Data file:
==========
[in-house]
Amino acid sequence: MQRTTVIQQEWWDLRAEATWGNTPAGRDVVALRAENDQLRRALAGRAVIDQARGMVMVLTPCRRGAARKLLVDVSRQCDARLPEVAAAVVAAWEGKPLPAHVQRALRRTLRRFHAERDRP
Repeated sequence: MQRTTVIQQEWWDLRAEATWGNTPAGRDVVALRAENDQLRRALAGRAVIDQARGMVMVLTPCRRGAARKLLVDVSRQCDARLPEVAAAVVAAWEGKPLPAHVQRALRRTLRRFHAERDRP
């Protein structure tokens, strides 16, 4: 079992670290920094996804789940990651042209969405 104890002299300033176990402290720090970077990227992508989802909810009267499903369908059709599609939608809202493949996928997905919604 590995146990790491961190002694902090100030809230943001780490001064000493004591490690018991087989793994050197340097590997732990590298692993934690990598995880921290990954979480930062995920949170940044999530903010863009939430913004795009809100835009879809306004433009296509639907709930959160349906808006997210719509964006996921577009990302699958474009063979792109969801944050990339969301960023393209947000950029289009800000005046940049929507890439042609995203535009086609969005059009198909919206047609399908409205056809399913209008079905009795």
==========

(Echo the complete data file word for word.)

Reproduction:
[in-house]
Amino acid sequence: MQRTTVIQQEWWDLRAEATWGNTPAGRDVVALRAENDQLRRALAGRAVIDQARGMVMVLTPCRRGAARKLLVDVSRQCDARLPEVAAAVVAAWEGKPLPAHVQRALRRTLRRFHAERDRP
Repeated sequence: MQRTTVIQQEWWDLRAEATWGNTPAGRDVVALRAENDQLRRALAGRAVIDQARGMVMVLTPCRRGAARKLLVDVSRQCDARLPEVAAAVVAAWEGKPLPAHVQRALRRTLRRFHAERDRP
């Protein structure tokens, strides 16, 4: 079992670290920094996804789940990651042209969405 104890002299300033176990402290720090970077990227992508989802909810009267499903369908059709599609939608809202493949996928997905919604 590995146990790491961190002694902090100030809230943001780490001064000493004591490690018991087989793994050197340097590997732990590298692993934690990598995880921290990954979480930062995920949170940044999530903010863009939430913004795009809100835009879809306004433009296509639907709930959160349906808006997210719509964006996921577009990302699958474009063979792109969801944050990339969301960023393209947000950029289009800000005046940049929507890439042609995203535009086609969005059009198909919206047609399908409205056809399913209008079905009795």